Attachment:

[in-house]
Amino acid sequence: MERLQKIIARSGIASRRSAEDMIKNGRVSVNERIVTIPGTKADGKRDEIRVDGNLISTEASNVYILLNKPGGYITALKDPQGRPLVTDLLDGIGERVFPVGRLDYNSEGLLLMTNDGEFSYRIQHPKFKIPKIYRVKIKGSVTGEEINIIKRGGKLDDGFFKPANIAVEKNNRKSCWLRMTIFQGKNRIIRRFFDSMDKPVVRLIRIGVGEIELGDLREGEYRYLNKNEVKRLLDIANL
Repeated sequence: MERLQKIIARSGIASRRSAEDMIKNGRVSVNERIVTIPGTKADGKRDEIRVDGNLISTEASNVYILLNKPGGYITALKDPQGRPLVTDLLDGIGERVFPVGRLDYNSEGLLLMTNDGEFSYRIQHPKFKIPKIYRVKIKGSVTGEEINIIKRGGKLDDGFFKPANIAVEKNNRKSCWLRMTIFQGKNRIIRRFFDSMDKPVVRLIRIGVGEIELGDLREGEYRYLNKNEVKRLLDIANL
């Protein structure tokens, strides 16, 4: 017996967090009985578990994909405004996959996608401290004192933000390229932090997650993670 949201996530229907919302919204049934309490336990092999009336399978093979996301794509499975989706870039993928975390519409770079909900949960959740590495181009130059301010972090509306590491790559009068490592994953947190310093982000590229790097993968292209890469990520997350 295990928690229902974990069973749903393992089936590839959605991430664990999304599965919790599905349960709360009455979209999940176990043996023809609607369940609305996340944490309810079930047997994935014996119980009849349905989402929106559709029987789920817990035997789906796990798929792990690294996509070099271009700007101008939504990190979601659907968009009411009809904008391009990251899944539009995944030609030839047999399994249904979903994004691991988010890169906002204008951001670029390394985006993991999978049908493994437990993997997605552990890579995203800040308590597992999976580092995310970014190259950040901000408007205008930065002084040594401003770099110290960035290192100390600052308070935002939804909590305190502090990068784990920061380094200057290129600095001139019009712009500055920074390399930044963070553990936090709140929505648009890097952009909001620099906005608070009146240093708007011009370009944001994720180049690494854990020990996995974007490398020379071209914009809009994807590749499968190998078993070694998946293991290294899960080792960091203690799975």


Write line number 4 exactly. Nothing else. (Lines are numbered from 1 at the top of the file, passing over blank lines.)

């Protein structure tokens, strides 16, 4: 017996967090009985578990994909405004996959996608401290004192933000390229932090997650993670 949201996530229907919302919204049934309490336990092999009336399978093979996301794509499975989706870039993928975390519409770079909900949960959740590495181009130059301010972090509306590491790559009068490592994953947190310093982000590229790097993968292209890469990520997350 295990928690229902974990069973749903393992089936590839959605991430664990999304599965919790599905349960709360009455979209999940176990043996023809609607369940609305996340944490309810079930047997994935014996119980009849349905989402929106559709029987789920817990035997789906796990798929792990690294996509070099271009700007101008939504990190979601659907968009009411009809904008391009990251899944539009995944030609030839047999399994249904979903994004691991988010890169906002204008951001670029390394985006993991999978049908493994437990993997997605552990890579995203800040308590597992999976580092995310970014190259950040901000408007205008930065002084040594401003770099110290960035290192100390600052308070935002939804909590305190502090990068784990920061380094200057290129600095001139019009712009500055920074390399930044963070553990936090709140929505648009890097952009909001620099906005608070009146240093708007011009370009944001994720180049690494854990020990996995974007490398020379071209914009809009994807590749499968190998078993070694998946293991290294899960080792960091203690799975």